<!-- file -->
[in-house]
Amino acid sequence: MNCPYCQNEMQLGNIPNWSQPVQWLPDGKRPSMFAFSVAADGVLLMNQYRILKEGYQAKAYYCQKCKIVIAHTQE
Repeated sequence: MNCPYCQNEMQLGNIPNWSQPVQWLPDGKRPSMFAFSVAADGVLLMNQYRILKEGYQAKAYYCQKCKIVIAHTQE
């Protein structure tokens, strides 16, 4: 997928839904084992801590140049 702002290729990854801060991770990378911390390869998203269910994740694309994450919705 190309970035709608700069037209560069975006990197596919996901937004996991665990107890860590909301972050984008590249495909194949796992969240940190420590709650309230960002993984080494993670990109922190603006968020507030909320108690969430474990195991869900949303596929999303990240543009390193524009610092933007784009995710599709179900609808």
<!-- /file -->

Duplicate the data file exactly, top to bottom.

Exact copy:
[in-house]
Amino acid sequence: MNCPYCQNEMQLGNIPNWSQPVQWLPDGKRPSMFAFSVAADGVLLMNQYRILKEGYQAKAYYCQKCKIVIAHTQE
Repeated sequence: MNCPYCQNEMQLGNIPNWSQPVQWLPDGKRPSMFAFSVAADGVLLMNQYRILKEGYQAKAYYCQKCKIVIAHTQE
């Protein structure tokens, strides 16, 4: 997928839904084992801590140049 702002290729990854801060991770990378911390390869998203269910994740694309994450919705 190309970035709608700069037209560069975006990197596919996901937004996991665990107890860590909301972050984008590249495909194949796992969240940190420590709650309230960002993984080494993670990109922190603006968020507030909320108690969430474990195991869900949303596929999303990240543009390193524009610092933007784009995710599709179900609808």